Xist nucleates local protein gradients to propagate silencing across the X chromosome

Cell. 2021 Nov 4;S0092-8674(21)01275-7. doi: 10.1016/j.cell.2021.10.022. Online ahead of print.

Abstract

The lncRNA Xist forms ∼50 diffraction-limited foci to transcriptionally silence one X chromosome. How this small number of RNA foci and interacting proteins regulate a much larger number of X-linked genes is unknown. We show that Xist foci are locally confined, contain ∼2 RNA molecules, and nucleate supramolecular complexes (SMACs) that include many copies of the critical silencing protein SPEN. Aggregation and exchange of SMAC proteins generate local protein gradients that regulate broad, proximal chromatin regions. Partitioning of numerous SPEN molecules into SMACs is mediated by their intrinsically disordered regions and essential for transcriptional repression. Polycomb deposition via SMACs induces chromatin compaction and the increase in SMACs density around genes, which propagates silencing across the X chromosome. Our findings introduce a mechanism for functional nuclear compartmentalization whereby crowding of transcriptional and architectural regulators enables the silencing of many target genes by few RNA molecules.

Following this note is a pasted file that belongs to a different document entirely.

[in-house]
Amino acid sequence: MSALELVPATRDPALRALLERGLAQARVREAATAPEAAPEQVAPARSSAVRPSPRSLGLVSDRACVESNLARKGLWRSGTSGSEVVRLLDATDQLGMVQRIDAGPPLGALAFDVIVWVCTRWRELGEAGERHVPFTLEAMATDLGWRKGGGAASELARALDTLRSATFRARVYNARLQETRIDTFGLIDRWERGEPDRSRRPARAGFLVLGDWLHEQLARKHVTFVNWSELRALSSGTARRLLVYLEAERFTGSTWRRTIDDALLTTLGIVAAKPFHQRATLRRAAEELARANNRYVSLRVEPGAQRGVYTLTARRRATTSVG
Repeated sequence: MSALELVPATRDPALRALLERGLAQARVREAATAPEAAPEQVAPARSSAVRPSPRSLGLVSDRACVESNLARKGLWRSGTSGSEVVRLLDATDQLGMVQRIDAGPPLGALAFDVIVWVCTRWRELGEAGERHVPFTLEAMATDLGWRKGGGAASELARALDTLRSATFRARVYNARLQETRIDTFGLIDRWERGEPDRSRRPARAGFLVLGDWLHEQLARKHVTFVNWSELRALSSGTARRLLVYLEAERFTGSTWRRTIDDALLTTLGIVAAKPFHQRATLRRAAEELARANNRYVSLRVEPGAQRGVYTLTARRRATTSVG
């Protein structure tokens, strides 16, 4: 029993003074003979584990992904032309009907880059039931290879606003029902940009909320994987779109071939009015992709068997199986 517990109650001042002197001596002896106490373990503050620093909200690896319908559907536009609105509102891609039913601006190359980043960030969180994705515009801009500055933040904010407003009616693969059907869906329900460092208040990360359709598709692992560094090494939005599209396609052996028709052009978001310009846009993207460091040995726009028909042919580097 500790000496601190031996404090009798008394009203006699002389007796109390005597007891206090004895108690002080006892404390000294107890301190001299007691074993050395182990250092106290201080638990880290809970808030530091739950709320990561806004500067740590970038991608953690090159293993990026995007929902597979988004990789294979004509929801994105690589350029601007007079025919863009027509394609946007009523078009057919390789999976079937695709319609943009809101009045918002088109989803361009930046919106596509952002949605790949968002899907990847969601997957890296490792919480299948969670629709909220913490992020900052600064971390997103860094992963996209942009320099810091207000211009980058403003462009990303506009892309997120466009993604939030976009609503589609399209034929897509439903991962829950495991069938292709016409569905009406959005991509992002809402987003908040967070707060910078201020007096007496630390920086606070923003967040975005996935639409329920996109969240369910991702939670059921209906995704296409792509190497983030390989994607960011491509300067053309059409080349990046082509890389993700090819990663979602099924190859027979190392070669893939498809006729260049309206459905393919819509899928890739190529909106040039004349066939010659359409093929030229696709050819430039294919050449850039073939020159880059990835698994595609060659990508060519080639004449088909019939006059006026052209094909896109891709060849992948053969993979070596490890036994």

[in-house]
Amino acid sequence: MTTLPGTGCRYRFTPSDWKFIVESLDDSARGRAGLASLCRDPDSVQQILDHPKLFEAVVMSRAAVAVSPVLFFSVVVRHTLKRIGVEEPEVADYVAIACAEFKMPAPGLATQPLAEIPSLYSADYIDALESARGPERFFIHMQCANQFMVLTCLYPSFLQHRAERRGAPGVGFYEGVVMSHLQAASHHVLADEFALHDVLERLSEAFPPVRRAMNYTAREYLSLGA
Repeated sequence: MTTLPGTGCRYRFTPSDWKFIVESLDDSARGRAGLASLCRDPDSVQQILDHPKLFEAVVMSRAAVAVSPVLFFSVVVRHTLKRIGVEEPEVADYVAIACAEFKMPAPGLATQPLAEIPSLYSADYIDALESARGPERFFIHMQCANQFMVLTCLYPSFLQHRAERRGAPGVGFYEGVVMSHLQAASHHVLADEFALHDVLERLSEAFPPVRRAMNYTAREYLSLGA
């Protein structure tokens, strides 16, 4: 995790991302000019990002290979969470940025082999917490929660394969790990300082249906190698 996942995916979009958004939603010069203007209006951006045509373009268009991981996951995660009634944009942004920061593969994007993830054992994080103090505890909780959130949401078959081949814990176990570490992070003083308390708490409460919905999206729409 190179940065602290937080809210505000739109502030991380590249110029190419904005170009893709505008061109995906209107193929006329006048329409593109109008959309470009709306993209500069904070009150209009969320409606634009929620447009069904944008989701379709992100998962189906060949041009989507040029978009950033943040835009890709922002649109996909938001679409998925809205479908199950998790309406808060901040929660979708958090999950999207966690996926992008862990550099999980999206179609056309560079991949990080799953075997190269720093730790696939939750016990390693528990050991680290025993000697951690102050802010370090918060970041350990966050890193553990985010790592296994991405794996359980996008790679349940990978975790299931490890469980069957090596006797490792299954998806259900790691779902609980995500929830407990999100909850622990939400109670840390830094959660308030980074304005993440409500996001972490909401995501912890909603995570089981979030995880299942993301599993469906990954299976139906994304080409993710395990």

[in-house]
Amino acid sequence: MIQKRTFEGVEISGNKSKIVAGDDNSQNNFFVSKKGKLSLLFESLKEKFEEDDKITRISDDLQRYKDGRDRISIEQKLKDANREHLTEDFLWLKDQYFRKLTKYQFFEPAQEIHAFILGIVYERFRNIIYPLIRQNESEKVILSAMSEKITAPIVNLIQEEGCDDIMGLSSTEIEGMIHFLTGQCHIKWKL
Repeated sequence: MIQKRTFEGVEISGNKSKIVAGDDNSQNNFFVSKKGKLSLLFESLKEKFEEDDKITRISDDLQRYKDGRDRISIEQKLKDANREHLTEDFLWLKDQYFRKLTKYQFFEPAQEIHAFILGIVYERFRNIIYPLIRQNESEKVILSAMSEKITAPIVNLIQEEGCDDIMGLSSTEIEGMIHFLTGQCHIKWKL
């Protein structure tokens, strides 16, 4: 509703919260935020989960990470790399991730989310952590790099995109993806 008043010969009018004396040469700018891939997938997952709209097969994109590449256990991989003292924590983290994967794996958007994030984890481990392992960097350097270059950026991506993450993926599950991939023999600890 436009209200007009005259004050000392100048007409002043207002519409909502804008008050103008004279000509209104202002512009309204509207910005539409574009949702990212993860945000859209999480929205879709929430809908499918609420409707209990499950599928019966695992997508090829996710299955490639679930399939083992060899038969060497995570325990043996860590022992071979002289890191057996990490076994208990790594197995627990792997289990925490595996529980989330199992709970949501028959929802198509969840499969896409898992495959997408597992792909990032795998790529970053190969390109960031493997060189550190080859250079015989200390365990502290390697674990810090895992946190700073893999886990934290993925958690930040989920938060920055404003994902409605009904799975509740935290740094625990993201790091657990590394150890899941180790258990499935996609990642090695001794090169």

Keywords: RNA-binding proteins; X chromosome inactivation; Xist RNA; biomolecular condensates; chromatin organization; heterochromatin; macromolecular dynamics; quantitative imaging; super-resolution microscopy; supramolecular complexes.